Tuesday, February 5, 2013

Charlie with "Dinky" Dean Reisner, c. 1922

These photos were taken at Charlie's Summit Drive home in Beverly Hills.

Reisner played the mischievous child in Chaplin’s 1923 film, The Pilgrim. Almost fifty years later he would write the screenplays for the Clint Eastwood films Play Misty For Me & Dirty Harry.

Dean's father was Chuck Reisner who worked for Charlie for several years (including a role in The Pilgrim). When Chaplin was looking for a child for the film, Chuck suggested his son. Years later Dean remembered being able to do everything Charlie asked except slap him. "I was well-brought-up kid and a gentle child, and I was not a great slapper of people. And so when it came time to start slapping people I didn't want to do it. I don't want to hit Uncle Charlie....Finally he and Sydney were playing slapping games. And they'd say, 'Oh, I love to be slapped. I just adore being slapped' and he'd say, "Sydney, hit me again' and Sydney would give him a shot and Charlie would say 'Ho, ho, this is so much fun. I just love it!' He finally convinced me that slapping was a great charge to him."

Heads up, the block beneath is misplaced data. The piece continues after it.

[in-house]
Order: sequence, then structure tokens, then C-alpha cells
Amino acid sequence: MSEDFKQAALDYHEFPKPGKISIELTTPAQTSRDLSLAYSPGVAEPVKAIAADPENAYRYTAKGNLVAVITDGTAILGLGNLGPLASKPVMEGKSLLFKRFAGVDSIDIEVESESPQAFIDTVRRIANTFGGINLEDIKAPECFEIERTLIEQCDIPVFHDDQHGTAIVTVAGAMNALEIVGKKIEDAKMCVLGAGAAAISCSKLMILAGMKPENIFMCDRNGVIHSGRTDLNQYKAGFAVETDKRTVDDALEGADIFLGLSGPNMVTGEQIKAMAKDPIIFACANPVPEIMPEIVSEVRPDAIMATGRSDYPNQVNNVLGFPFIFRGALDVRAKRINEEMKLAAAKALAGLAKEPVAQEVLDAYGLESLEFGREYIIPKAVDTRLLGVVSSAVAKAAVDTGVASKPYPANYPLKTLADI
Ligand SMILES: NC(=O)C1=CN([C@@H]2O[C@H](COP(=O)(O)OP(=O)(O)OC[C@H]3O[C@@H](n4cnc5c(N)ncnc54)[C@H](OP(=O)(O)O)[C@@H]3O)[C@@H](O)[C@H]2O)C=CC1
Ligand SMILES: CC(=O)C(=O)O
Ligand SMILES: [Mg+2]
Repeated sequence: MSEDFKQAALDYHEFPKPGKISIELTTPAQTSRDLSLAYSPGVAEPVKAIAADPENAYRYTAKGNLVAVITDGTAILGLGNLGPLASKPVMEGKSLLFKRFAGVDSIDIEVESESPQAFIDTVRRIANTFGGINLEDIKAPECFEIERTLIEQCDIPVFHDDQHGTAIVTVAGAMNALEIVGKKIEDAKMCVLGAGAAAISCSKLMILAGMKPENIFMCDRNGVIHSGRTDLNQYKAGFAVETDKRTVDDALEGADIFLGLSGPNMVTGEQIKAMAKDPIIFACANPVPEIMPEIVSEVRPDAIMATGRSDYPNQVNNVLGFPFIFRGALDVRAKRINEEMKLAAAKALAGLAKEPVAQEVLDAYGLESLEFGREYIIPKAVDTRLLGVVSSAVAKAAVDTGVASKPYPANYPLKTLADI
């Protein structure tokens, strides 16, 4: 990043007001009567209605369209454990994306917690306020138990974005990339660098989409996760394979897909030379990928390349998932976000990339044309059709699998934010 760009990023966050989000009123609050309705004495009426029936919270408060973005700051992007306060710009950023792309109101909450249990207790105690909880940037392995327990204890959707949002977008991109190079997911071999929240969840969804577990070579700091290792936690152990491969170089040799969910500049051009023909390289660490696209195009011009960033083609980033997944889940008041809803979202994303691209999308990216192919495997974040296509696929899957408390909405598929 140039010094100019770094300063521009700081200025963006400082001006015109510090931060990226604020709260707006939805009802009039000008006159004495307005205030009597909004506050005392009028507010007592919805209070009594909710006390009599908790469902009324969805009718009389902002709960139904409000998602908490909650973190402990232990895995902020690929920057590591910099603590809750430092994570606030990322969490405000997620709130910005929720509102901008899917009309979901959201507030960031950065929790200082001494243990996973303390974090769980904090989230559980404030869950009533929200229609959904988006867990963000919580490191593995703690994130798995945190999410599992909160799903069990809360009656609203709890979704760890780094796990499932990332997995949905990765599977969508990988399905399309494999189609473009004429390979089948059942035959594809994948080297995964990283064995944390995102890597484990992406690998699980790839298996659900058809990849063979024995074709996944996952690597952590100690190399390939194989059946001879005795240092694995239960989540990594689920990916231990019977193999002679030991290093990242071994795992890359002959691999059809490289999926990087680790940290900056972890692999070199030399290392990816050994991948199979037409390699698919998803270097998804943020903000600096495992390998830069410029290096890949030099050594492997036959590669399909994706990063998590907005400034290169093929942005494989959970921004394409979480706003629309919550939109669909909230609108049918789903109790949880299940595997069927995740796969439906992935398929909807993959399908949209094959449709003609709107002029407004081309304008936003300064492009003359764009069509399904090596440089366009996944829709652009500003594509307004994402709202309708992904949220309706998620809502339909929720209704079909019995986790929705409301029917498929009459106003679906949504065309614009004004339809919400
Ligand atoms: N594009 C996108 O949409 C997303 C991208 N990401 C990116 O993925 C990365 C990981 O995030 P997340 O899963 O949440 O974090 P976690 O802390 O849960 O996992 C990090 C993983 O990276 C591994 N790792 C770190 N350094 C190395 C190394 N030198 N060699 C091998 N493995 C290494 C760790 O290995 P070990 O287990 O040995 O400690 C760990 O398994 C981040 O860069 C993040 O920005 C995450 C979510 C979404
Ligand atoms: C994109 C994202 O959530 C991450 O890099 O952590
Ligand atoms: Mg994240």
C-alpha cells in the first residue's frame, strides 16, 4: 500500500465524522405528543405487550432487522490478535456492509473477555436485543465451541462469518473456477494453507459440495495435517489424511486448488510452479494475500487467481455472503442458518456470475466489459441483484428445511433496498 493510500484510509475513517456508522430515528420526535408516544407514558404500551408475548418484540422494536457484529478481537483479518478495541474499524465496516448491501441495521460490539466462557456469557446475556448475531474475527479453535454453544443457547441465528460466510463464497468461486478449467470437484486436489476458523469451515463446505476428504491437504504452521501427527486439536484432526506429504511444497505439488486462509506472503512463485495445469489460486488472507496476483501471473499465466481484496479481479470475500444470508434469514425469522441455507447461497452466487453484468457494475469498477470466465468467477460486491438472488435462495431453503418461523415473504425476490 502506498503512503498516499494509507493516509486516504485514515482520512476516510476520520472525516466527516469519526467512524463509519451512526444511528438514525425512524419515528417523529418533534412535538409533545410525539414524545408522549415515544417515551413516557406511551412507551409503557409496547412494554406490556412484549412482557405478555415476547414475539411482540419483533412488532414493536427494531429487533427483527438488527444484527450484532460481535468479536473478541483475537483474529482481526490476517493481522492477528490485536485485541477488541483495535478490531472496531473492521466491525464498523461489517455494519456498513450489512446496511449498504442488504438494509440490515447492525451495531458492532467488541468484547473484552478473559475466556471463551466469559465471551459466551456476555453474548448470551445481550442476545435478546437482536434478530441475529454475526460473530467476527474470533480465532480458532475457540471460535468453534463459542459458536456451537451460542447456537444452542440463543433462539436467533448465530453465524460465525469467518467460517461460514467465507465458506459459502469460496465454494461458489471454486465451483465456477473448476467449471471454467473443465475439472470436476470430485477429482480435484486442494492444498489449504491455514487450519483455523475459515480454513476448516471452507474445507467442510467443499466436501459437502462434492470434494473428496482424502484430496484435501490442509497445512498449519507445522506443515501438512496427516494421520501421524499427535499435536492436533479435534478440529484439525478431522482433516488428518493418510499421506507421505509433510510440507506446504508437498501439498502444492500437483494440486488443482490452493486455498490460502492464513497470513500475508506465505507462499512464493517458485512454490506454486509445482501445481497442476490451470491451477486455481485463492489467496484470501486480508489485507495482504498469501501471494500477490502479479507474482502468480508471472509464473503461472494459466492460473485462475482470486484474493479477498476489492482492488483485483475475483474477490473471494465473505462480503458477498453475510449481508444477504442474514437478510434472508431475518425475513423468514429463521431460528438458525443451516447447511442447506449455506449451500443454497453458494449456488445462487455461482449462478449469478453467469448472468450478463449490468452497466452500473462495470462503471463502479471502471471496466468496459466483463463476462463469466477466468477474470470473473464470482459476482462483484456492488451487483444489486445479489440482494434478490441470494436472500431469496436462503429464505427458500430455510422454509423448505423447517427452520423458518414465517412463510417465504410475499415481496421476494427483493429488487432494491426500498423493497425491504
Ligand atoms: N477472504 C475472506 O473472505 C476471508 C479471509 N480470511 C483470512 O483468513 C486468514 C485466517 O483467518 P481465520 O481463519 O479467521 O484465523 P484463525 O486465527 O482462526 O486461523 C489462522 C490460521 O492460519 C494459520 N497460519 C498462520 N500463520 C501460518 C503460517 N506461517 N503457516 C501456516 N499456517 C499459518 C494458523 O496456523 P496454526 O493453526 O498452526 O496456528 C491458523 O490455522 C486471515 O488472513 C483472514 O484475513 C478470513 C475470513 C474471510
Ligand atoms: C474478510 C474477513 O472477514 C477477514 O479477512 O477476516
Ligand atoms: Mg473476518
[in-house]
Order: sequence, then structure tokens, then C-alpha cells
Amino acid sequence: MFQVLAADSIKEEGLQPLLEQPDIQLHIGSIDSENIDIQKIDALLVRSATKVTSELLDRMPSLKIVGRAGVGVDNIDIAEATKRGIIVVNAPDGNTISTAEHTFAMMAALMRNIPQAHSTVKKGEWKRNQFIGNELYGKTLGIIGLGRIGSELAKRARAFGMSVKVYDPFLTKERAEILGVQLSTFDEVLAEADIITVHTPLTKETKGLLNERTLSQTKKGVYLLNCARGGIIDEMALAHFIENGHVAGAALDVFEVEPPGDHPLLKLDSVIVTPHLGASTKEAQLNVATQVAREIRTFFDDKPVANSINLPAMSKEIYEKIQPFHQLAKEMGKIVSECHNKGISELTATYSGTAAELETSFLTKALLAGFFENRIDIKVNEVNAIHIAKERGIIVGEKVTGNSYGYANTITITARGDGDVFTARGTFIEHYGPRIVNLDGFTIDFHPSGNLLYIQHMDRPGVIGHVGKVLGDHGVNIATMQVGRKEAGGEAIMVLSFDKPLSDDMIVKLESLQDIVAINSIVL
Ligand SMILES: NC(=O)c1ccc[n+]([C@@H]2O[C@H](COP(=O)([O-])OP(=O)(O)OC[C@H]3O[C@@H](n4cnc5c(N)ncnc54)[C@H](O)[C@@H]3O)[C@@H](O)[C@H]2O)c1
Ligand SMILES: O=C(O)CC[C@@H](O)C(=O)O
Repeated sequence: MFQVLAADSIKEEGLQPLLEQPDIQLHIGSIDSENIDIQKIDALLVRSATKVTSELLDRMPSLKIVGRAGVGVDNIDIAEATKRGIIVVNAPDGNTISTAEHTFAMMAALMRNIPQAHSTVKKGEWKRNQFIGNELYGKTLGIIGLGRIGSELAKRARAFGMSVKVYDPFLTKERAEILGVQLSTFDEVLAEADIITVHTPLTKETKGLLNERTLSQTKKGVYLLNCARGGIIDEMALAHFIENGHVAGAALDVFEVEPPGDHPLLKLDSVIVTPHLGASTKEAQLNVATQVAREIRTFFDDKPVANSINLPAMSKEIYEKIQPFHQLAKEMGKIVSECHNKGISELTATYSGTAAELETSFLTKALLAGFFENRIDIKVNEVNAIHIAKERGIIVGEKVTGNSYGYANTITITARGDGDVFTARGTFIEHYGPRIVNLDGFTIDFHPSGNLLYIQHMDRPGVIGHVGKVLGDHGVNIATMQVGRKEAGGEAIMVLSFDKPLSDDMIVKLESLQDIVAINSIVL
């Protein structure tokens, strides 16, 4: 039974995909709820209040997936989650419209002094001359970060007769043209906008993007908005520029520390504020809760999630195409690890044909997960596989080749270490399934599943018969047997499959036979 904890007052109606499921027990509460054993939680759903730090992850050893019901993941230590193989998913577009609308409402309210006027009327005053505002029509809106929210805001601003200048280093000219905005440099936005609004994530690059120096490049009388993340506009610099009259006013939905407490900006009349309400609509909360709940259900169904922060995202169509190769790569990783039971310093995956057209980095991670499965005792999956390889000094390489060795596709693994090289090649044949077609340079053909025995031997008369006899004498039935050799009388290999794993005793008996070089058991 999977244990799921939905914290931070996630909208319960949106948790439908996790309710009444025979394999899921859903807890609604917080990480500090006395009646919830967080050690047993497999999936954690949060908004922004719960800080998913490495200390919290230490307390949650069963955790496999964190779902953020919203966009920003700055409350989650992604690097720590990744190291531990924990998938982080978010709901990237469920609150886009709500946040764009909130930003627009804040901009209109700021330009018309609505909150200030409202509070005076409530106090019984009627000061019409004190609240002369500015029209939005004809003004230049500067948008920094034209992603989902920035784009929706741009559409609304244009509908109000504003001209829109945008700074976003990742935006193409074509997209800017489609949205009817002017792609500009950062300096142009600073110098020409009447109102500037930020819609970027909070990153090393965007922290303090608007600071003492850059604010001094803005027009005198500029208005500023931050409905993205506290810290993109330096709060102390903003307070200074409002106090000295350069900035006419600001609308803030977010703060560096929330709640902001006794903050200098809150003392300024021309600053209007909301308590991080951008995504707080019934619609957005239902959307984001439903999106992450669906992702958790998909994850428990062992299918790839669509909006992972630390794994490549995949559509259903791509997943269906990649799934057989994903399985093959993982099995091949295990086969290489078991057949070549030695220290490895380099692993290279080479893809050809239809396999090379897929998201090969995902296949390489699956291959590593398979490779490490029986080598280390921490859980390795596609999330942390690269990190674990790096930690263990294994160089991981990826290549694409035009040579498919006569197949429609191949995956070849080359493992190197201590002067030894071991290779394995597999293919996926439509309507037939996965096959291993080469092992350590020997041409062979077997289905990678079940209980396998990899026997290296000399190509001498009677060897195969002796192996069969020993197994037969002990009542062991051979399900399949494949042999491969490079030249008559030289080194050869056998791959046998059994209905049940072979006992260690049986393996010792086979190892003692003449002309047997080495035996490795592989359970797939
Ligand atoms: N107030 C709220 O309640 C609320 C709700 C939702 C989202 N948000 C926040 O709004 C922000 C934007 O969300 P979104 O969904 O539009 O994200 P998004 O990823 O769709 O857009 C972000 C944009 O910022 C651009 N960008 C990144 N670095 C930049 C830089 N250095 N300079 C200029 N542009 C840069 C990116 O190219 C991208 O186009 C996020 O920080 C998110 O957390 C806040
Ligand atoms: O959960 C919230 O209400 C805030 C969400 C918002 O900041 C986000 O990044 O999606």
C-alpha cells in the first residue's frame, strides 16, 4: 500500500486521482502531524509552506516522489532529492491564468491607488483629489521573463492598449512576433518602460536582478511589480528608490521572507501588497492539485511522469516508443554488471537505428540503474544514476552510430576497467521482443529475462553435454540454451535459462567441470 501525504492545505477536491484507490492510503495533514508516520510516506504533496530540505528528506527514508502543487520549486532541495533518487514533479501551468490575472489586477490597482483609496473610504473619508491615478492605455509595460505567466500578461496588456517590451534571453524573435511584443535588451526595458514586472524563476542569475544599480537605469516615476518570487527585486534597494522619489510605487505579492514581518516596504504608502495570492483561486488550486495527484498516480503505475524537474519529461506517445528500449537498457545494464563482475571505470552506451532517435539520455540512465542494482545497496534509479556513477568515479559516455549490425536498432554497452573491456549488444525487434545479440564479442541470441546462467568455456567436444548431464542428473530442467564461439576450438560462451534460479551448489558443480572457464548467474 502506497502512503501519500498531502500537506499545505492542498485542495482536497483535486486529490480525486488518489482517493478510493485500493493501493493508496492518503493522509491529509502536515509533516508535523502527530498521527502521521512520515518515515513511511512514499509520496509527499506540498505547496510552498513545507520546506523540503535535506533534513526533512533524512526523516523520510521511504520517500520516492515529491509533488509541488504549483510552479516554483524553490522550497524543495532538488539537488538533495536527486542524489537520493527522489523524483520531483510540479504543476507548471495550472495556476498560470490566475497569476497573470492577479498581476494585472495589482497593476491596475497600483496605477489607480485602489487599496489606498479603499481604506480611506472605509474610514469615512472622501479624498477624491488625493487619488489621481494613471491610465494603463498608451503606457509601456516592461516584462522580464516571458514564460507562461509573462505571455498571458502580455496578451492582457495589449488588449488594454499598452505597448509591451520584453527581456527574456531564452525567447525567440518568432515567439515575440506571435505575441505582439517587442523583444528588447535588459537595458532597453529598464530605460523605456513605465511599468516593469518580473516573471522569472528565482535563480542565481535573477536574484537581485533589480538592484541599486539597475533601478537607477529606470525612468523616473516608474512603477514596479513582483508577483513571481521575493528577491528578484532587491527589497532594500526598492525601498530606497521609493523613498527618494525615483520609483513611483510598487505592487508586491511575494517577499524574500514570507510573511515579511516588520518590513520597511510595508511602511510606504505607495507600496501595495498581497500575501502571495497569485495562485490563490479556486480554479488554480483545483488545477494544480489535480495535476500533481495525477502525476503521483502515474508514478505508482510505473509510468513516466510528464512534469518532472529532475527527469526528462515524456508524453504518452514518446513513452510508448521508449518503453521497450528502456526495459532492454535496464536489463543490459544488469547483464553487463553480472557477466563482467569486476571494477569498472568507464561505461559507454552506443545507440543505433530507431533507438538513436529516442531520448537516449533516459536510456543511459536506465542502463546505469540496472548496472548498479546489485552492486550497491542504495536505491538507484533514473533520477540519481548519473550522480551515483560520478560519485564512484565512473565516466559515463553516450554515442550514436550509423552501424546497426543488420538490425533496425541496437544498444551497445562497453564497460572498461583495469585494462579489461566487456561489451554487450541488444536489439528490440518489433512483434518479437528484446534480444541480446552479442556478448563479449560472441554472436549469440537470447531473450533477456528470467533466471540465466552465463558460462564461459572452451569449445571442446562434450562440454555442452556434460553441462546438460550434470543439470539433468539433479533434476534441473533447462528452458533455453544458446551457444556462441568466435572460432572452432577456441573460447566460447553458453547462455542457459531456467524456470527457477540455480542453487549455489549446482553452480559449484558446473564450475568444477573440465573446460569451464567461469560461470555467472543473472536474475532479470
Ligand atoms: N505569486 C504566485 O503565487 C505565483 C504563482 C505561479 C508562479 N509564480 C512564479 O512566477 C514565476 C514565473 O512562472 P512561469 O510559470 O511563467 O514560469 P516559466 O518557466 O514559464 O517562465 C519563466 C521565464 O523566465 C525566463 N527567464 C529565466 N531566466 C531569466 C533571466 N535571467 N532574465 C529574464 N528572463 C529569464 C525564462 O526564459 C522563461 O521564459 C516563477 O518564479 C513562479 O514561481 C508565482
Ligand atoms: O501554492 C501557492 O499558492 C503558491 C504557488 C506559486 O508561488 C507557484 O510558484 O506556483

Reisner also recalled that the flypaper was real ("I still haven't gotten it all off") and that the scene where Charlie gets his revenge and kicks the child in the butt was actually played by "a midget" named Billy. "I remember my father bringing him home the night before, and they were both drunk, smoking cigars."

As for his nickname: "I was called Dink ever since I was a little kid. I don't know what that came from. My father had some kind of fake story, he said 'such a dinky little baby' or something, but it never sounded right to me. I think my Uncle Dave gave me that nickname."

Reisner died in 2002 at the age of 83.

Sources:
Unknown Chaplin
Limelight, Winter 1997


1 comment:

  1. http://www.ednapurviance.org/dinky.html
    This is a cute pic at this link with dinky and CC. I think it takes you to the Purviance blog. I did not know that the Clint Eastwood films collaborated on by Dinky Dean. I guess they throw all the pennies in the pot when thoughtstorming productions. Not just one scriptwriter is used.

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